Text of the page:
Sen. Cory Booker has made criminal justice reform a central tenet of his presidential campaign, and he believes changing the country's drug laws is an important step in that process.
"We have people who can't get jobs, can't get business licenses because of nonviolent drug crimes. And especially at a time when we're legalizing things like marijuana. In 2017, we had more marijuana possession arrests in our country than all other violent crimes combined. And so I'm going to fight to end this," Booker said in an interview with a Las Vegas news station.
The Democratic presidential candidate has made similar statements before in his quest to legalize marijuana, and his facts are spot on.
The best source of national arrest data is the FBI's Uniform Crime Reporting Program. It pulls together information from law enforcement agencies from across the country. It's not 100% comprehensive, but it gives a pretty complete look at crime statistics in America.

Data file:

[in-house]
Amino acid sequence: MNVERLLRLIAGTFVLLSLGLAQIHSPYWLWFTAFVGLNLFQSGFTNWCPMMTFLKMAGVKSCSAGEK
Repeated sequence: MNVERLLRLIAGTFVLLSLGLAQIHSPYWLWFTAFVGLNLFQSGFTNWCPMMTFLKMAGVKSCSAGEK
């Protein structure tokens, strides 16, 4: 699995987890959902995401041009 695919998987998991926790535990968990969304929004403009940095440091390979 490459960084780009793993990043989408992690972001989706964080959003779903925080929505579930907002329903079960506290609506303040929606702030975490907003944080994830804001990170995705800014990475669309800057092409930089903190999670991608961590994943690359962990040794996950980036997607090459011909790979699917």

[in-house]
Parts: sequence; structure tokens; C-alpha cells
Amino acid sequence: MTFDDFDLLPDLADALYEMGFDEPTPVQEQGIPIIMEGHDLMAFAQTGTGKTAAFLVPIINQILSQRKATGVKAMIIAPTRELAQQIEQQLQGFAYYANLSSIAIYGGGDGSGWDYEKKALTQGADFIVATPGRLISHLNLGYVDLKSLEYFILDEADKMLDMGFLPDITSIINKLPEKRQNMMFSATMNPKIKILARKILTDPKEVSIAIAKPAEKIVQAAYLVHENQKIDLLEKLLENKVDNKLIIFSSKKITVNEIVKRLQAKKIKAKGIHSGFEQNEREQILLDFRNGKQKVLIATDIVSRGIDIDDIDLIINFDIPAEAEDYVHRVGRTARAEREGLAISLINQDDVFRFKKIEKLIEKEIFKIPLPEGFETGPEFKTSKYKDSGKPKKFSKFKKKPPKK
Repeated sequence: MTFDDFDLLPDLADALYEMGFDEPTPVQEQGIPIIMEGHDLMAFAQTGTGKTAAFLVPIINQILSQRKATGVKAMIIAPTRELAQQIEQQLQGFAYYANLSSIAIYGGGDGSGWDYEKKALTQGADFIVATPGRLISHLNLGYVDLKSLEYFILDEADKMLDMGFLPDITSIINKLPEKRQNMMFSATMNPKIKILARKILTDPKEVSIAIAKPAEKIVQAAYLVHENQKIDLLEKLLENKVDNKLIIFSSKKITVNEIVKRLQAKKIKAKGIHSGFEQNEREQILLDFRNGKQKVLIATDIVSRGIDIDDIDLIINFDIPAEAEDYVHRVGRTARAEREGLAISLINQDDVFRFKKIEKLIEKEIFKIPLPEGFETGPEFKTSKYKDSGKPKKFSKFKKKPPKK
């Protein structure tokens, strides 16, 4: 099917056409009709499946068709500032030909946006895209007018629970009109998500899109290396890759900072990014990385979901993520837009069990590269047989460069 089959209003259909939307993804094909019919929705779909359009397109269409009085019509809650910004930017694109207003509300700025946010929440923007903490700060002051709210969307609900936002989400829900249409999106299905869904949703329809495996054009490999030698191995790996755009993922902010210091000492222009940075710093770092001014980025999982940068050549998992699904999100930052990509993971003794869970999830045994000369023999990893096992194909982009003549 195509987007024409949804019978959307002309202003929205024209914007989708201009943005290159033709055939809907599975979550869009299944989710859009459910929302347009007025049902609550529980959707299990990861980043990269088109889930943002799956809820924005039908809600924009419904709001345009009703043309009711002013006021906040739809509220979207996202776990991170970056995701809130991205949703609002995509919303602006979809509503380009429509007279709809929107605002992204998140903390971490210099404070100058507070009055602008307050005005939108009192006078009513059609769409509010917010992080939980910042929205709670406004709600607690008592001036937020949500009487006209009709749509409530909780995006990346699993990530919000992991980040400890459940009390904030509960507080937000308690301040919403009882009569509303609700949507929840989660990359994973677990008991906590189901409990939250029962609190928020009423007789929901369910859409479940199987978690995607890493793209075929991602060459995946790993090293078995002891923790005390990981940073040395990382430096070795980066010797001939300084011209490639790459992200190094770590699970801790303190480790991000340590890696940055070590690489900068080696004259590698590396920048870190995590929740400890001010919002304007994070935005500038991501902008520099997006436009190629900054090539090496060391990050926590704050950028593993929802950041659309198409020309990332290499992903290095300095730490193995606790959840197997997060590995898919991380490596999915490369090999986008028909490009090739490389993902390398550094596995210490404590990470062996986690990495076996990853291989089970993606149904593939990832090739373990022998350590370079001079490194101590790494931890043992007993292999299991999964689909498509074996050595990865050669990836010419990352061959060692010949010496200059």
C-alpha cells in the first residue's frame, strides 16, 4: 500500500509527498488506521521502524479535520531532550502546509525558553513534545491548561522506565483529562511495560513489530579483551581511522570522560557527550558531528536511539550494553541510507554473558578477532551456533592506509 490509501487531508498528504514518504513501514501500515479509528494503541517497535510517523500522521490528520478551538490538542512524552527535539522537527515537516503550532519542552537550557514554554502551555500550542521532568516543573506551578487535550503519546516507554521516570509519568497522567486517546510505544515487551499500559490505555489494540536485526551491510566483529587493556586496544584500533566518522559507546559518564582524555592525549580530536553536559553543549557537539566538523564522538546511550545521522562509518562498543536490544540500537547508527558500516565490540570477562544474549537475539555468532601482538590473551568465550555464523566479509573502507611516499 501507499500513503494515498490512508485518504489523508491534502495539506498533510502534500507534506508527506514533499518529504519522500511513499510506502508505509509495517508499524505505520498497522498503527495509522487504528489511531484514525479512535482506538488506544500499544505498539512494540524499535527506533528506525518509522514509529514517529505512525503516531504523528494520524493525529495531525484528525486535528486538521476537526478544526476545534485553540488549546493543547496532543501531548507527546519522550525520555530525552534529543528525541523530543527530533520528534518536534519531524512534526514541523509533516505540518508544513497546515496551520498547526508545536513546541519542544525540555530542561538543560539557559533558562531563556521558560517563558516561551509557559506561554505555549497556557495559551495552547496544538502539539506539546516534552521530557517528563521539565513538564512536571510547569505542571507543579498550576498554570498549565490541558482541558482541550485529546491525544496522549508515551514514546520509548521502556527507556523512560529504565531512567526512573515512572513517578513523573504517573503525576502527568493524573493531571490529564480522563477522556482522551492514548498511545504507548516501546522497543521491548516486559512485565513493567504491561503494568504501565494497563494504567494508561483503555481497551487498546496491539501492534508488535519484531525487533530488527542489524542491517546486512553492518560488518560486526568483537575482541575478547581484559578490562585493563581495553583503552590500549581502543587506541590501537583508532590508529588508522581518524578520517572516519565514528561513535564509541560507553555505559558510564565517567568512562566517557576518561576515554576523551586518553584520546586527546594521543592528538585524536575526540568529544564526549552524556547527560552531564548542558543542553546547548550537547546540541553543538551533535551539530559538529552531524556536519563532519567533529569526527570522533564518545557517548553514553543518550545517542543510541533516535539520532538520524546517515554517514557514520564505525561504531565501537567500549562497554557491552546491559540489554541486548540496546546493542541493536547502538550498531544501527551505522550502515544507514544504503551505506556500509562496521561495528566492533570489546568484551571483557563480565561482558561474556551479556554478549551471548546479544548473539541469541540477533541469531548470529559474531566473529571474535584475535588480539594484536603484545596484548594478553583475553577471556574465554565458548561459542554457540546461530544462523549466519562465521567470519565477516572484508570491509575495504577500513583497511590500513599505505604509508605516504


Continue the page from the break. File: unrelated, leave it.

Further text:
We'll start with 2017, as that's the year Booker specifically mentioned. The FBI estimates there were over 518,000 arrests for violent crimes that year, which includes murder, non-negligent manslaughter, rape, robbery and aggravated assault. Compare that with the number of marijuana possession arrests, which was over 599,000.
And that comparison holds true for more than just 2017. We looked at the FBI data for the past decade and found that every year, more people were arrested for marijuana possession than violent crime.
This story is reported in partnership with PolitiFact and is part of an in-depth analysis show called "What The Fact" that airs Sunday mornings on Newsy.